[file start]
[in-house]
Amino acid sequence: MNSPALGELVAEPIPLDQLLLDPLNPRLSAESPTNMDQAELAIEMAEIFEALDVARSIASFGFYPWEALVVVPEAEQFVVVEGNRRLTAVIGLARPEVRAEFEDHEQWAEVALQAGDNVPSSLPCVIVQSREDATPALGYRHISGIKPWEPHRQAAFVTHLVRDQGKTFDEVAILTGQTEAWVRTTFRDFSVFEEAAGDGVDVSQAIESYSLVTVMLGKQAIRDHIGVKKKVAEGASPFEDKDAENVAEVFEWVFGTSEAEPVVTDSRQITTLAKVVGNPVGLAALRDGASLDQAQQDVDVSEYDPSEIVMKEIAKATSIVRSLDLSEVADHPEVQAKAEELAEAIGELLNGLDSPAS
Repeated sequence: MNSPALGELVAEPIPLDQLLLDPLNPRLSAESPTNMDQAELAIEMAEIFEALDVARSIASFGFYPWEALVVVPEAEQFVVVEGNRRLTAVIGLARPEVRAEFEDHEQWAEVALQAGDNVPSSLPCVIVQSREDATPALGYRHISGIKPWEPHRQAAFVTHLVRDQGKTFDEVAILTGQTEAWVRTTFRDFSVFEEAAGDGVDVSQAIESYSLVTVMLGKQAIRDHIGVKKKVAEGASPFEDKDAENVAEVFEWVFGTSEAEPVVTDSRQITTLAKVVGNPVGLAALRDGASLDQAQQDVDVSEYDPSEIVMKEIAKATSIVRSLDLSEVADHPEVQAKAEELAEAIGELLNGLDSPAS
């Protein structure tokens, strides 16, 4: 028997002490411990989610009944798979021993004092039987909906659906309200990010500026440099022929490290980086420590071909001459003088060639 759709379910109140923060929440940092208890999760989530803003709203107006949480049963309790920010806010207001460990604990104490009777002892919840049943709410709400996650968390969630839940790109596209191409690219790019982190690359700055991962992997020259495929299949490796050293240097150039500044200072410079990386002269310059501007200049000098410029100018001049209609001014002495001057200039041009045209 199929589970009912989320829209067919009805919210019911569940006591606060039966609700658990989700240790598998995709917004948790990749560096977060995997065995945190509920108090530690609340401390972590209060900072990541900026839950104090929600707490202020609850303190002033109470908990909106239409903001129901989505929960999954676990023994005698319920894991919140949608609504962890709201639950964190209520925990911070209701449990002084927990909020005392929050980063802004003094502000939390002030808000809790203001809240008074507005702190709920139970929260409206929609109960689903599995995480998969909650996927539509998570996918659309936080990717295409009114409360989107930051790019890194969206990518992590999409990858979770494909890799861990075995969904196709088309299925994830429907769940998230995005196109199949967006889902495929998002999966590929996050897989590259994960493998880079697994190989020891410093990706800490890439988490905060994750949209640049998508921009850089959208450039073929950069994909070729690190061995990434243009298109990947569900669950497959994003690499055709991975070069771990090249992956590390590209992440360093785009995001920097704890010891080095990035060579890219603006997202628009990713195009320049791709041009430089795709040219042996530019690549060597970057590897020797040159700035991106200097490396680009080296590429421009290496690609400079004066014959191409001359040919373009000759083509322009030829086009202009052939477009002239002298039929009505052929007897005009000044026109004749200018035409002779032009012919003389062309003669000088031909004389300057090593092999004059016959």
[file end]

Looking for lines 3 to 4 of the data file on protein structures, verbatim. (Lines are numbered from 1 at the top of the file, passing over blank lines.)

Repeated sequence: MNSPALGELVAEPIPLDQLLLDPLNPRLSAESPTNMDQAELAIEMAEIFEALDVARSIASFGFYPWEALVVVPEAEQFVVVEGNRRLTAVIGLARPEVRAEFEDHEQWAEVALQAGDNVPSSLPCVIVQSREDATPALGYRHISGIKPWEPHRQAAFVTHLVRDQGKTFDEVAILTGQTEAWVRTTFRDFSVFEEAAGDGVDVSQAIESYSLVTVMLGKQAIRDHIGVKKKVAEGASPFEDKDAENVAEVFEWVFGTSEAEPVVTDSRQITTLAKVVGNPVGLAALRDGASLDQAQQDVDVSEYDPSEIVMKEIAKATSIVRSLDLSEVADHPEVQAKAEELAEAIGELLNGLDSPAS
């Protein structure tokens, strides 16, 4: 028997002490411990989610009944798979021993004092039987909906659906309200990010500026440099022929490290980086420590071909001459003088060639 759709379910109140923060929440940092208890999760989530803003709203107006949480049963309790920010806010207001460990604990104490009777002892919840049943709410709400996650968390969630839940790109596209191409690219790019982190690359700055991962992997020259495929299949490796050293240097150039500044200072410079990386002269310059501007200049000098410029100018001049209609001014002495001057200039041009045209 199929589970009912989320829209067919009805919210019911569940006591606060039966609700658990989700240790598998995709917004948790990749560096977060995997065995945190509920108090530690609340401390972590209060900072990541900026839950104090929600707490202020609850303190002033109470908990909106239409903001129901989505929960999954676990023994005698319920894991919140949608609504962890709201639950964190209520925990911070209701449990002084927990909020005392929050980063802004003094502000939390002030808000809790203001809240008074507005702190709920139970929260409206929609109960689903599995995480998969909650996927539509998570996918659309936080990717295409009114409360989107930051790019890194969206990518992590999409990858979770494909890799861990075995969904196709088309299925994830429907769940998230995005196109199949967006889902495929998002999966590929996050897989590259994960493998880079697994190989020891410093990706800490890439988490905060994750949209640049998508921009850089959208450039073929950069994909070729690190061995990434243009298109990947569900669950497959994003690499055709991975070069771990090249992956590390590209992440360093785009995001920097704890010891080095990035060579890219603006997202628009990713195009320049791709041009430089795709040219042996530019690549060597970057590897020797040159700035991106200097490396680009080296590429421009290496690609400079004066014959191409001359040919373009000759083509322009030829086009202009052939477009002239002298039929009505052929007897005009000044026109004749200018035409002779032009012919003389062309003669000088031909004389300057090593092999004059016959």